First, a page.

Availability and location
Most usability studies are conducted in Seoul. If you want to conduct research in any other cities in Korea, you need to calculate in additional costs or poorly-equipped facilities.
As courtesy is important in Korean culture, Koreans have a tendency to not be overly critical. It is quite common for them to answer more positively or not mention usability issues right away because they want to meet the moderator’s expectations. Sometimes it is difficult to make participants think aloud since Koreans usually do not feel free to speak their minds in unfamiliar circumstances. It is a good idea to make them practice thinking aloud before the test session begins.
Korean participants also tend to feel that they should be able to use a test product very skillfully even if it is new to them. Therefore, it is helpful to use an introduction like, “We don’t take scores of how skillfully you use this product. That’s not what we’re interested in. Please explore it freely as if you were on your own. We just want to catch its problems to make it better for others.” This approach will encourage participants to relax and be candid in their feedback.
When conducting field research in participants’ homes, it is very important to establish trust, given that many Koreans are not familiar with meeting foreigners. Participants must give their approval for recording video, and foreign observers should be properly introduced before the visit. For example, a client from the US gave his business card and introduced his company to participants whenever he entered their houses. At first the participants felt uneasy with him, but after his introduction, they participated in interviews more enthusiastically.
Comfort using technology
South Korea is a global technology powerhouse. The home Internet prevalence rate is 94.7%, and 98% of the young generation (between the late teens and thirties) use the Internet. Mobile devices like cell phones, personal media players, navigation devices, and MP3 players are in widespread use. Korean users are inquisitive about new technologies and products, and their acceptance speed is remarkable. Each time a new product is released, it quickly comes into fashion, allowing a number of users to then share information about their experience with each other. Though the Korean market is not as big as China or India, it has great merits as a testing location to gather valuable insights from Korean users.
Holiday, seasonality, and timing considerations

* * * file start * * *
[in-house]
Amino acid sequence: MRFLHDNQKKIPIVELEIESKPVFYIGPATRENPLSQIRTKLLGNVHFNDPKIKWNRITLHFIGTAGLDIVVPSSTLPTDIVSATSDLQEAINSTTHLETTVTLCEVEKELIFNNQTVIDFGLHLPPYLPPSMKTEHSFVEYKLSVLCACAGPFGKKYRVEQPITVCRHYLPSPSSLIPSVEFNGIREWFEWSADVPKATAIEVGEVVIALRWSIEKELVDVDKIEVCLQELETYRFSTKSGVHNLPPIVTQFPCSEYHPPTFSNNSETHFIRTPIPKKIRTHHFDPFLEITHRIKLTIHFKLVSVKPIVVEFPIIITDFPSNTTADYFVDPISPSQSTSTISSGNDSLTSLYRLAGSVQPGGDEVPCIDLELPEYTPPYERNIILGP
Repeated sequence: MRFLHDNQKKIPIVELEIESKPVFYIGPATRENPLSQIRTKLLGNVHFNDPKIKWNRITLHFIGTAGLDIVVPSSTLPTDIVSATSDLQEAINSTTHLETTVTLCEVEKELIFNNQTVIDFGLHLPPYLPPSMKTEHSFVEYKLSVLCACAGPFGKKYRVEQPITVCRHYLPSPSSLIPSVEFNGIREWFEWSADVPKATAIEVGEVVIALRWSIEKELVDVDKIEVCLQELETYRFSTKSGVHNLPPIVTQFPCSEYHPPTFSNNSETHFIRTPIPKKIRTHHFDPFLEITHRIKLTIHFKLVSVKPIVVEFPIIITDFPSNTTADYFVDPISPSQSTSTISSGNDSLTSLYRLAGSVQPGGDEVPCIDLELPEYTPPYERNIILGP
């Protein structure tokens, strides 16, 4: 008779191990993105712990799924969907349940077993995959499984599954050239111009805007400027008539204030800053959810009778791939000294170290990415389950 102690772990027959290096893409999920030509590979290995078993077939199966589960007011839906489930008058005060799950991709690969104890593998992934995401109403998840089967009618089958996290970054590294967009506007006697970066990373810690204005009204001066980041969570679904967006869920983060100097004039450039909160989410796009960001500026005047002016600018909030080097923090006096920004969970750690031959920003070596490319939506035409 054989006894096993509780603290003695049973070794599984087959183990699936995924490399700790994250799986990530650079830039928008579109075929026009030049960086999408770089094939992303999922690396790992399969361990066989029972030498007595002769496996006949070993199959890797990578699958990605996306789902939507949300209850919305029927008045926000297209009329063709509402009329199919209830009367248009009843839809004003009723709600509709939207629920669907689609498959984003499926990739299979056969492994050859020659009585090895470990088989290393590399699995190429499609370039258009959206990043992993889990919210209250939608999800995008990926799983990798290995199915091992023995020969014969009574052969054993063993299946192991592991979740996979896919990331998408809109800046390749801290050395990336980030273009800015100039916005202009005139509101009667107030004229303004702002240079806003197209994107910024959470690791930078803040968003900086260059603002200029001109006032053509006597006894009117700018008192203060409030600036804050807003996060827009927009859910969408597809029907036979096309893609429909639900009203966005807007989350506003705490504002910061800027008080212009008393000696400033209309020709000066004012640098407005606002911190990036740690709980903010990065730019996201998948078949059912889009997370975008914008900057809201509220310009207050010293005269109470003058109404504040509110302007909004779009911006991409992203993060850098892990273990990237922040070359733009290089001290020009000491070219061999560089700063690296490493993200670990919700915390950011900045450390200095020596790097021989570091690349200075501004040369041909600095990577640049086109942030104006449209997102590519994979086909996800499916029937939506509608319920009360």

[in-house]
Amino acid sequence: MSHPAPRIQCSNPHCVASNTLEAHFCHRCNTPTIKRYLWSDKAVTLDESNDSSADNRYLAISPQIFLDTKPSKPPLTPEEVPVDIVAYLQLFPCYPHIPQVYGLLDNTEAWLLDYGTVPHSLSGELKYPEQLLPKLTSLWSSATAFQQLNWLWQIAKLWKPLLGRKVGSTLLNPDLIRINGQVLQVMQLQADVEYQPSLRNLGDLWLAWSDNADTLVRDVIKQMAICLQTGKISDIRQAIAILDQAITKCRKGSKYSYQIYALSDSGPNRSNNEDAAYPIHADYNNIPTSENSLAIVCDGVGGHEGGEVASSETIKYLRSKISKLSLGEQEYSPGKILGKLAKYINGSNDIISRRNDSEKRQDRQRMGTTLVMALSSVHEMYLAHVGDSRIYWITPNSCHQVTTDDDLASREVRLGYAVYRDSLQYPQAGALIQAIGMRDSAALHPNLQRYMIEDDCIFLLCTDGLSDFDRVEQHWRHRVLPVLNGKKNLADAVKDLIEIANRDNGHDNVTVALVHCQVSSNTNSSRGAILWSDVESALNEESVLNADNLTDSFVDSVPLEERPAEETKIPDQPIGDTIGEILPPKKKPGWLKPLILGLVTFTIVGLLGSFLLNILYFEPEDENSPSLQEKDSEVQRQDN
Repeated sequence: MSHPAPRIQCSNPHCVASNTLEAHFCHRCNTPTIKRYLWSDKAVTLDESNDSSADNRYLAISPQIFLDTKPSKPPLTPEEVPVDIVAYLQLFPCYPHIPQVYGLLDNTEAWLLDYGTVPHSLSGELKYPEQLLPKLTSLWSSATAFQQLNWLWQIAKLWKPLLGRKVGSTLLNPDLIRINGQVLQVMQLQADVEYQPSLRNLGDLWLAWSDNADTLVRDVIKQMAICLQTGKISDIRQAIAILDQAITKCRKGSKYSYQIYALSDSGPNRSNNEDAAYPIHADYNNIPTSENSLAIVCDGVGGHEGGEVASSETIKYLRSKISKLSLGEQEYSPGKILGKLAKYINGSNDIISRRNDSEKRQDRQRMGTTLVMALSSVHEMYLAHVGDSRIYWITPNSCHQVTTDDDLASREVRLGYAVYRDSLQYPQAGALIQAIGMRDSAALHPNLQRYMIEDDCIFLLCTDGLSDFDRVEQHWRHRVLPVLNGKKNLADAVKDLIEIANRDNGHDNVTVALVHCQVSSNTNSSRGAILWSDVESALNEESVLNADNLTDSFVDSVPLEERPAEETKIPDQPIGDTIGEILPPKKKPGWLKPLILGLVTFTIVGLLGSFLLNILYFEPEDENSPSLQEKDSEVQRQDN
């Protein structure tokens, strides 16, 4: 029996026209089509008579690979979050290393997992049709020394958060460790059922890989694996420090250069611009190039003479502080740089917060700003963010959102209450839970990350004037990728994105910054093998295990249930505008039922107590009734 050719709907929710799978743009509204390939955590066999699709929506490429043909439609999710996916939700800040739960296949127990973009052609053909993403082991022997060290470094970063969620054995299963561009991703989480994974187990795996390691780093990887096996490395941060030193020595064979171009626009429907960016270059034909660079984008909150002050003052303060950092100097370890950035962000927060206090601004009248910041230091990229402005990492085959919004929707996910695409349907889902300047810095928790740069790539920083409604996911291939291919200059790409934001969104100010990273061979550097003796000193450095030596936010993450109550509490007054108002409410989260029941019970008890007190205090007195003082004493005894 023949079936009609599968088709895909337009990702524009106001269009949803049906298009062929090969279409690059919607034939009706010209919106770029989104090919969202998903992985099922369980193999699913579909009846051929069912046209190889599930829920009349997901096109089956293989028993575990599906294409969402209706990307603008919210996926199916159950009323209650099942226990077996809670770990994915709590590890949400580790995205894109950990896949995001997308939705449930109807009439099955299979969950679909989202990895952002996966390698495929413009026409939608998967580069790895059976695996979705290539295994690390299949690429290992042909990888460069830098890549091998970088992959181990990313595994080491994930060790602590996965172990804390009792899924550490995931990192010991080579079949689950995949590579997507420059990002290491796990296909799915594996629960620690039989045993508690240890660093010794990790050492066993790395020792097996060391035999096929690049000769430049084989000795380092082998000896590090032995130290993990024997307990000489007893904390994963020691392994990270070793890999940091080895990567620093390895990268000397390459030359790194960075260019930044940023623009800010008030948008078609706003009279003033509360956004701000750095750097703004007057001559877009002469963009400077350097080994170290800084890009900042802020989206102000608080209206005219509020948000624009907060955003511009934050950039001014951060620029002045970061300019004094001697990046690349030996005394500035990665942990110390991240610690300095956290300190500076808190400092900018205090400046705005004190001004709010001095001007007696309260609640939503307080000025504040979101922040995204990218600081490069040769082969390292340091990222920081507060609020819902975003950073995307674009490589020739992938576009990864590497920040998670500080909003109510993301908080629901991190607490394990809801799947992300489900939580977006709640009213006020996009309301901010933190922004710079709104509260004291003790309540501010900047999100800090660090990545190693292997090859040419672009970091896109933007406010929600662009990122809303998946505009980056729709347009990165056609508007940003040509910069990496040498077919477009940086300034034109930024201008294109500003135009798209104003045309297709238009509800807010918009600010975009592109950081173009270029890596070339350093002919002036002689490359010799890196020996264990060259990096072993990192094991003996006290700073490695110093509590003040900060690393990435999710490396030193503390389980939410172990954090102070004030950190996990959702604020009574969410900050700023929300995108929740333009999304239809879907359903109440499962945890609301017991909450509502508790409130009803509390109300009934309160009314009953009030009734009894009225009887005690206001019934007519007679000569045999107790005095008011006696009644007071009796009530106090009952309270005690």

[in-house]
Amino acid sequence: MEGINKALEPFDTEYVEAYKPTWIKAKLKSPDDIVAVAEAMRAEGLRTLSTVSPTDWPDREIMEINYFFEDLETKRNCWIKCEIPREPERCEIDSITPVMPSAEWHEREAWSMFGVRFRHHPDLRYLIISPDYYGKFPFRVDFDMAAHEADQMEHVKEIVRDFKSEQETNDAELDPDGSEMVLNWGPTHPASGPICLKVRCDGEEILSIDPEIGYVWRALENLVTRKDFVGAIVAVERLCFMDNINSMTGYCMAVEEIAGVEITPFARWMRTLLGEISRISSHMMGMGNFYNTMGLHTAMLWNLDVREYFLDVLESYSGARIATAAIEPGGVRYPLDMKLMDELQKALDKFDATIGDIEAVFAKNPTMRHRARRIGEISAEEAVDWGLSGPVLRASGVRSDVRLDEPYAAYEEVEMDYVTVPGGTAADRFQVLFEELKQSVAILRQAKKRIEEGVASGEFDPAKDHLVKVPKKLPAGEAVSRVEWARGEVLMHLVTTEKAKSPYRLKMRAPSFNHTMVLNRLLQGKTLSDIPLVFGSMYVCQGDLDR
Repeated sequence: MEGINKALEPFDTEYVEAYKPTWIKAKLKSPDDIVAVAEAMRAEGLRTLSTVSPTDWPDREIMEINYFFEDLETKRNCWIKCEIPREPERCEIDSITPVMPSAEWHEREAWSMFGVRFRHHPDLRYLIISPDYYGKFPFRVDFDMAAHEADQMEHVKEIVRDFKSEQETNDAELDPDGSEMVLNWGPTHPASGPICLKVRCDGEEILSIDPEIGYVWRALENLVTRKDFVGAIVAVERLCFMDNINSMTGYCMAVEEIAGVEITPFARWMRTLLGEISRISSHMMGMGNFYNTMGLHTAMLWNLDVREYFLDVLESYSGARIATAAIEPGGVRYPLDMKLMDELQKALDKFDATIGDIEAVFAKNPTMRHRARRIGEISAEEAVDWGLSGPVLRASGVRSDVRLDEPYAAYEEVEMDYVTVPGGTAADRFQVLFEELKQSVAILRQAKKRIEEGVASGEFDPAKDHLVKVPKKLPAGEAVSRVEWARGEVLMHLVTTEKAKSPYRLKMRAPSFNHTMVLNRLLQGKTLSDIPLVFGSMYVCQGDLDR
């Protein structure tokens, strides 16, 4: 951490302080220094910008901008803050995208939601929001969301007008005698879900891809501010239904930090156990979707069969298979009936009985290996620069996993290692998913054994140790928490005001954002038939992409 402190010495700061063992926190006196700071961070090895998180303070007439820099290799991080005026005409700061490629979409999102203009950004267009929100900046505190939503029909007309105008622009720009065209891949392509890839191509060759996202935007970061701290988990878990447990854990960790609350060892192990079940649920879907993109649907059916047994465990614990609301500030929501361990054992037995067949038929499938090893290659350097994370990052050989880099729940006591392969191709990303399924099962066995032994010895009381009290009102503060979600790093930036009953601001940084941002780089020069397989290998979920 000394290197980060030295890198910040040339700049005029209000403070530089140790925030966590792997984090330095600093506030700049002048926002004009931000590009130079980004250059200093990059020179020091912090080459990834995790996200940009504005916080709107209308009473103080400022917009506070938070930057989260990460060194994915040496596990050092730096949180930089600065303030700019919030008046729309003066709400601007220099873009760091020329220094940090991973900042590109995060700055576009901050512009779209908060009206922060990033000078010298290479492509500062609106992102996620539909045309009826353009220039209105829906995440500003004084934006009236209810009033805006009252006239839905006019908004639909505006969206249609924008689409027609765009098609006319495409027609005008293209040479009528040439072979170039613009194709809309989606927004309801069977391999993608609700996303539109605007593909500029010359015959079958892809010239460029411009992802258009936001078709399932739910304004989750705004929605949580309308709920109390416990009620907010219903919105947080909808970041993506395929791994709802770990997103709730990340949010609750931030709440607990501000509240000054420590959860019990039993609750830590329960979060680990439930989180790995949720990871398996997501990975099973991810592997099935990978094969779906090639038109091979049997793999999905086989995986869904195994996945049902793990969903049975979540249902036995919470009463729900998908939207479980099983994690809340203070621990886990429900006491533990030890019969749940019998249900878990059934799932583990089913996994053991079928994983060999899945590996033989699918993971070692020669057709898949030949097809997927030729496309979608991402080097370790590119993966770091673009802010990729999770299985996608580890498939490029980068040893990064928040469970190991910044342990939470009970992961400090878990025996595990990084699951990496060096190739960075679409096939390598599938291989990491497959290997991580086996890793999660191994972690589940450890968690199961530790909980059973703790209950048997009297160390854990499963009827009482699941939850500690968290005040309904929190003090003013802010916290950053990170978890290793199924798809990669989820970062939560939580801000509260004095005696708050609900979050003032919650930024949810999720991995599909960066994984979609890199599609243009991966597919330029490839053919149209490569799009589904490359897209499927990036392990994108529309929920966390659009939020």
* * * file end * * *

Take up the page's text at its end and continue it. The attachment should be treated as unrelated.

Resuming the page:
When planning a usability study in Korea, public holidays should be taken into account so that the test period does not conflict with them. Around Seol-nal (New-Years’, 1st day of 1st Lunar month, plus the day before and after) and Chuseok (Harvest Moon Festival, 14-16th days of 8th Lunar month), people take a vacation and visit their hometown for a short stay. Most Korean students also take midterms, final exams and school vacations around these times. On the other hand, the year-end season, including Christmas, is not as important in Korea as in Western countries.
In Korea, the culture of work is conservative, so workers are not usually free to participate in usability studies during office hours. When recruiting employed participants for the study, sessions should be scheduled after 6 p.m.
It is necessary to allow sufficient time for deliveries of prototypes or video recordings as they can be delayed for customs clearance. When prototypes for the test are sent to Korea, they should not be assigned high value because they are considered a sample for research. If the value is priced higher than $100 USD, Korean customs apply a tax to it.
When in Korea, it is recommended that you take in everything you can around you. On the streets in Seoul, there are thousands of shops where you can experience every kind of technology product. Korean global companies like Samsung provide many places where people can enjoy their products without buying them, or you can observe how people use their mobile devices in the subway, bus, café, and even on the street. One client always brought his camera and went out to observe Koreans interacting with technology. He could record user behavior, usage problems and fresh ideas not only in the lab, but also on the natural streets of Seoul.